New students had to endure cruel initiation ceremonies which the university authorities found impossible to stop – such as having a tooth forcibly removed by their peers!
Most students lived in hostels and had to get up at 4 am and go to bed at 9 pm. The little free time they had was filled with religious plays or supervised walks. Students who managed to get lodgings with professors or relatives were looked upon with envy. Their landlords needed the rent, so they turned a blind eye when their charges went dancing or drinking. These weren’t their only transgressions: in 1516 the city complained to the university that students were fishing without a permit in the river Dreisam and keeping wolves and foxes.
Now the Universität Freiburg has about 20,000 students and I don’t think any of them keep wolves.
The sad story of a kind “witch”.
Catharina Stadellmenin lived at Schiffstrasse 14 in the “Altstadt” until her death in 1599. In common with many other women of her time, she was monitored with suspicion by her nosy neighbours and denounced as a witch. Her husband was a violent man and the only thing she did “wrong” was to try to lead an independent life. She earned herself a few pennies by taking in student lodgers. One of the lodgers was very poor, so he ran errands for her instead of paying rent. Catharina met up regularly with her women friends. One of her neighbours spotted one of these friends entering and leaving the house at 8 or 9 at night, when honest women should apparently have been at home – and to cap it all, the women were seen dancing. Then another suspected witch revealed Catharina’s name under torture and that’s how her fate was sealed. She was beheaded and burned. In that year alone, 12 Freiburg women were murdered for being “witches”.
In the chapter “Geographie der Grausamkeit” there are horror stories of people being tortured to get confessions, hands chopped off for theft, hangings…
This pharmacy sited near the Münsterplatz has been in existence since 1652. Until the 17th century, pharmacies used to sell herbal remedies and rare objects. A price list from the year 1607 lists such delights as roasted worms, human flesh and wild cat fat.
House of Fleeting Pleasure (zur kurzen Freud’)
In medieval times there was a brothel, or Haus “zur kurzen Freud’” (house of fleeting pleasure) on the Karlsplatz near the Münsterplatz. This “Frauenhaus” was run by the local executioner. Understandably not many people wanted to hang out with this guy. But that didn’t stop lots of men from sneaking into his den of sin. There were some wild goings-on there, and the executioner was once charged a large fine because he had “bey nacht und nebel den weybern mit steinen in ir hus geworfen”. He’d been throwing stones into the house at the women, day and night.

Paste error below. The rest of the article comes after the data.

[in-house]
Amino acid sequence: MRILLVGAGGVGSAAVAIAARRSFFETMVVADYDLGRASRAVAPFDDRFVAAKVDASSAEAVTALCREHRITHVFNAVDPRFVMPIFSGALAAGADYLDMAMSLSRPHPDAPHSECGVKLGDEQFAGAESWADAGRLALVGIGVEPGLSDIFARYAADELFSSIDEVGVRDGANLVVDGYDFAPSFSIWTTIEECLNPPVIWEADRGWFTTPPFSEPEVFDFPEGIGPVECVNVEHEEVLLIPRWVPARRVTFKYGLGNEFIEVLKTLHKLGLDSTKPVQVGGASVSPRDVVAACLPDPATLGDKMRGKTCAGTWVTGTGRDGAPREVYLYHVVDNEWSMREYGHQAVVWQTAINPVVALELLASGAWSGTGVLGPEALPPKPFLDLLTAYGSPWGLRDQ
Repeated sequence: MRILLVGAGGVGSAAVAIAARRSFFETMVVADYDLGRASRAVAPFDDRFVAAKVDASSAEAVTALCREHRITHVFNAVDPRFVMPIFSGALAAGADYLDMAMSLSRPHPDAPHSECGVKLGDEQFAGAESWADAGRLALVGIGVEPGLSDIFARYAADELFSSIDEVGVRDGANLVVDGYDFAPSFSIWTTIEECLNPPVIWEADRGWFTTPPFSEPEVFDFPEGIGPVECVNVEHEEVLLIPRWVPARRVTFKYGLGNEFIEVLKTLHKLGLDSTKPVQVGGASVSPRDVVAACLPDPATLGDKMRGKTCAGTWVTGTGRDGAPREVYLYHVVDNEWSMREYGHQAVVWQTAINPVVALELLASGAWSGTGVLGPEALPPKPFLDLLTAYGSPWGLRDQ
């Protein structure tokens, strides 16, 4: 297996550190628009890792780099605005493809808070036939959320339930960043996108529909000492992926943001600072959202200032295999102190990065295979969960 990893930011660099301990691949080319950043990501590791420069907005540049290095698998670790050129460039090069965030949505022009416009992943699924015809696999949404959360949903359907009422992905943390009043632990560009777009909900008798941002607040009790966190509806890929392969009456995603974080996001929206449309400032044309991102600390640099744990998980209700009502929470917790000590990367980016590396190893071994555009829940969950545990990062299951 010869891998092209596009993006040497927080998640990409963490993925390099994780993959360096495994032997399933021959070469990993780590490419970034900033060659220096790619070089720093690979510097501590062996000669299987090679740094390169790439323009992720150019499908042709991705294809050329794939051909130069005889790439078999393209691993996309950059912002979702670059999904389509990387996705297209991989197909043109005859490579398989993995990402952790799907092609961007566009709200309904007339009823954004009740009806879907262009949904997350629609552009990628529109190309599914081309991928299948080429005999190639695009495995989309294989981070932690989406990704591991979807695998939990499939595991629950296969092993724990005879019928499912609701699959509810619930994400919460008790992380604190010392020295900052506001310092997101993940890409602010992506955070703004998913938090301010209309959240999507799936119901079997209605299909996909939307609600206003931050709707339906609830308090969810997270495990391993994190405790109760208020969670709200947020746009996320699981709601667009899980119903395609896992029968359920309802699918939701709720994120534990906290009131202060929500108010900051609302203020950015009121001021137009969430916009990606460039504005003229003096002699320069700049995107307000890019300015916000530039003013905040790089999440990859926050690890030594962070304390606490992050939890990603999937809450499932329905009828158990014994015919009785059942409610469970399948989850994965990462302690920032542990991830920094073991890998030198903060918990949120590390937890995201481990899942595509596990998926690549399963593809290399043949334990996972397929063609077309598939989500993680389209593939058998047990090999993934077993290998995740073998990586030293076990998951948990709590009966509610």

The women were not very popular. They had to wear special bonnets so that they could be recognized everywhere they went. If they got out of hand they were punished by being made to pull carts of manure or having their plaits or even their ears cut off.
Heiliggeist-Spital (Holy Ghost Hospital)
The area between the Kaiser-Joseph-Strasse and the Münsterplatz was the site of the Heiliggeist-Spital until 1823. It was a municipal hospital which cared for all sick people, and its history can be traced back to the 13th century. Even old people who could afford the fees were given a place here for their last days.
The complex included a cemetery, chapel and prison. No distinction was made between rich and poor patients, but eventually space ran out and a separate hospital was founded for poor people. Patients who didn’t follow hospital regulations were punished by losing their wine entitlement, or they had to eat in the children’s room or sleep on the floor. Documents from the year 1557 reveal that even foreigners were taken in: “Der Landfahrer aus der Insel Amerika hat sich nun bei acht Tagen im Spital aufgehalten. Man besorgt, dass er darin erwarme.” “The wanderer from the island of America has been staying in the hospital now for 8 days. We are making sure he warms up there.” Well, after some of the other stories it’s a relief to read about compassion.
The Münsterplatz or Cathedral Square has always played a central role in Freiburg life. It started off as a cemetery containing layers of human remains from plague times. In 1744 the cemetery was moved because of overcrowding, to a site to the north of the city (Alter Friedhof).
Some small shops were built into the cemetery wall and there was a dwelling for a night watchman. We know that music was not allowed on the site in the 15th century and neither was “das Eiersammeln am Tage nach der Hochzeit (1459). You weren’t allowed to collect eggs there the day after your wedding (was this a superstition to do with fertility?). The slaughterhouse and the theatre were accommodated together, under the same roof in a building known as the “Metzig” until 1785. Presumably the smell from the slaughterhouse didn’t deter the theatre goers.
Even in more recent times, extraordinary things have happened on the Münsterplatz. In November 1944 most of its buildings were destroyed in the Second World War bombing raid on Freiburg, but amazingly the Münster itself was spared. A couple of years later the ruins of the buildings were used as a back drop for a passion play, providing an impressive – and inexpensive – setting. Eventually these medieval buildings were rebuilt as near-identical replicas.
Nowadays the Münsterplatz is the site of the colourful daily market where you can buy fresh regional products direct from local bakers (like Teegebäck Raffael) and farmers.
The minster, acclaimed as a masterpiece of Gothic architecture, was built between 1200 and 1500. Its sandstone spire alone is 46 metres high, and its filigree openwork gives a delicate lacework effect. You can actually see the sky through the tower. Sometimes part of the spire is obscured because of renovation work.
The minster was financed from the proceeds from a silver mine in the Schauinsland mountain near Freiburg. The story goes that when the cathedral was finished, the families who had profited from the mine were keen to rediscover it. Despite their best efforts all they could find was an underground cave. A woman in white was sitting there at a table, a bunch of keys in her hand. She shouted to them that the silver would never be found again, that they should make themselves scarce, and since then nobody has dared to go looking for silver.